Cost of Invasive Species on Indian Economy
- May 4, 2022
- Posted by: OptimizeIAS Team
- Category: DPN Topics
Cost of Invasive Species on Indian Economy
Context: As many as 10 invasive alien species (IAS), out of 330 that are known to be invasive in India, have cost the economy $127.3 billion (Rs. 8.3 trillion) in the last 60 years, according to a recent analysis that points to glaring knowledge gaps in costs incurred by these species to the Indian economy.
- As many as 330 species are declared invasive out of more than 2,000 alien species in India and the costs of $127.3 billion as documented in the study comes from only 10 of these 330 species, making India the second topmostinvasion-cost bearing country after the United States.
- The negative economic impacts are documented and available only for 3% of the known invasive species and unavailable/masked/underrepresented for the rest 97% of invasive species in India.
- Based on this global analysis, going by India’s GDP, we must have spent about$3.4 trillion on invasive species in the last six decades; going by India’s population, we must have spent about $1,700 trillion in the last six decades.
- The analysis finds that invasions by semi-aquatic and aquatic taxa have been causing a greater monetary burden to the economy compared to taxa inhabiting terrestrial ecosystems. The semi-aquatic costs were driven solely by a single species, the yellow fever mosquito, reflecting the substantial human healthcare costs associated with this taxon.
- Adopting a ‘whitelist’ approach to import any living species–every non-native species is considered potentially dangerous till proved to be safe by a risk profiling–as in effect in the island nations is more stringent and hence more effective in controlling potential invasions.
- In contrast, the more widely implemented approach of a ‘blacklist’, wherein every species is acceptable for import unless specifically banned, relies on scientists needing to prove that a species is problematic, with all the associated caveats when it would go against economic pressure.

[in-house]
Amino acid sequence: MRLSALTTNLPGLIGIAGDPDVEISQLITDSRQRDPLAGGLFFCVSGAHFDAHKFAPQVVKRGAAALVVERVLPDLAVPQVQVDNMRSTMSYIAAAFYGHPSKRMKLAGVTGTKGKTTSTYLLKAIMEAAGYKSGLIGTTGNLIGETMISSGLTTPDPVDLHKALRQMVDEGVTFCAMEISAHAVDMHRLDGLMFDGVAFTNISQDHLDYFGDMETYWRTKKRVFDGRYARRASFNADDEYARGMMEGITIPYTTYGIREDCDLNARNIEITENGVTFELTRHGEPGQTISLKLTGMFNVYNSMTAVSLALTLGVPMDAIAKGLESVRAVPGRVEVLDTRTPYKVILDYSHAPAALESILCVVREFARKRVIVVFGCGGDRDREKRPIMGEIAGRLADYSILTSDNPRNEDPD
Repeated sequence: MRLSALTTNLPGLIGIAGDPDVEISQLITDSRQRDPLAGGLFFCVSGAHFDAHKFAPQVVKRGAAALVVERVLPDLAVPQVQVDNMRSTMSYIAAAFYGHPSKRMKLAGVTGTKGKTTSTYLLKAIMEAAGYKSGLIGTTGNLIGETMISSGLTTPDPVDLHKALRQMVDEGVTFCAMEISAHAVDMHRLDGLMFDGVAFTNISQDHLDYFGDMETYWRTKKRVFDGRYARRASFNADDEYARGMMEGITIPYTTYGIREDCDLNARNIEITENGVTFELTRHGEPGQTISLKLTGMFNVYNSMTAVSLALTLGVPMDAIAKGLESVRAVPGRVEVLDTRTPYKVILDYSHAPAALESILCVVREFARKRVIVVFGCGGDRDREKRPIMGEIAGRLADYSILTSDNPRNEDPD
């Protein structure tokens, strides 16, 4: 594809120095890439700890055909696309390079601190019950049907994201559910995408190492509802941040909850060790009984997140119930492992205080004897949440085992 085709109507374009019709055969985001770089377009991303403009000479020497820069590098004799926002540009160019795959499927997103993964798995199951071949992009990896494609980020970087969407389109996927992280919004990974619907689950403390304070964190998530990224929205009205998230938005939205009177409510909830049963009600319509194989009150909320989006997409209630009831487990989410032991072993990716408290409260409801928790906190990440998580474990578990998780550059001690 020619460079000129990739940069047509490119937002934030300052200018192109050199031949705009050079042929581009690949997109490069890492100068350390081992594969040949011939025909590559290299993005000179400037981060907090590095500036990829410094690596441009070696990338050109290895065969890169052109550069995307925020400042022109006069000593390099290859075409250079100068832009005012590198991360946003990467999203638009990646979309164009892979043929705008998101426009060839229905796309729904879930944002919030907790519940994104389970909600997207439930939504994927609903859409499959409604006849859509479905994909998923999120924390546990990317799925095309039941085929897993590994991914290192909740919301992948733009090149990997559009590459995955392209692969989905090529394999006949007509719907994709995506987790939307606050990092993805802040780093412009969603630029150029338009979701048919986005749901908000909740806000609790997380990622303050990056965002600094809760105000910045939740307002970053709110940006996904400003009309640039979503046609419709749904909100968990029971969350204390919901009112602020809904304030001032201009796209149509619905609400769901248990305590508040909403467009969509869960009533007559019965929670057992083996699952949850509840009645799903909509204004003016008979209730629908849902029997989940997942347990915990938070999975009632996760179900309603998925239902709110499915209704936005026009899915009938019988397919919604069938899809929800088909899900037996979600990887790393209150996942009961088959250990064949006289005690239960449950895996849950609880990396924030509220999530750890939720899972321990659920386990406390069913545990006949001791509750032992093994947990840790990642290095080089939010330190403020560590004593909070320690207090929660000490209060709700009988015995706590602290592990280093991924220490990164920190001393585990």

- For example, Lantana camara, a tropical American shrub with pretty flowers is considered one of the top 10 worst invasive species by the IUCN; escaping manicured gardens it has stealthily made its home in India since its introductionin 1809 with an estimated cost of $70 per hectare for its control.
- Besides, there is a concern over the “unexplored and silent impact” of invasive species in central India, east India and northeast India’s biodiversity-rich regions for which not even a single cost report is available. So far, reports were only focussed south, west and north India.Because, Western and southern India’s ties to travel, trade, and commerce – provide opportunities for invasive species to hitch a ride into the country.
- The analysis shows that in India, as much as 35% of all costs are caused by animals, 15% by plants, 1% by fungi and bacteria, and the rest attributed to diverse/unspecified species- trends that are quite unusual when compared to the global cost distribution.
- All animal costs were caused by insects. Not a single mammal, bird, fish, reptile or amphibian species, or none of the spiders, worms, crabs, snails and other gastropods are represented in these costs. Although the number of invasive plant species (173 species) outnumber invasive animals (157 species) in India’s invasive species list, the cost of invasive plants was 1,000 times less compared to invasive animals.
- Most costs come from anthropocentric sectors such as fisheries, agriculture, health, social welfare, and administration. The costs related to forests and other non-anthropocentric ecosystems are almost absent.
- The impacts of invasive species are still under explored. With Aedes mosquitoes causing some of the world’s most deadly diseases, for example, the focus has always been on the effect (health) than on the cause (invasive species). The dialogue on fall army worm (Spodopterafrugiperda) is centred on an agricultural perspective, but not as an invasive species problem.
- One of the main reasons why invasive species can spread so fast to foreign lands is planetary warming. On the other hand, tackling the problem of invasive species will help in arresting the climate crisis as well.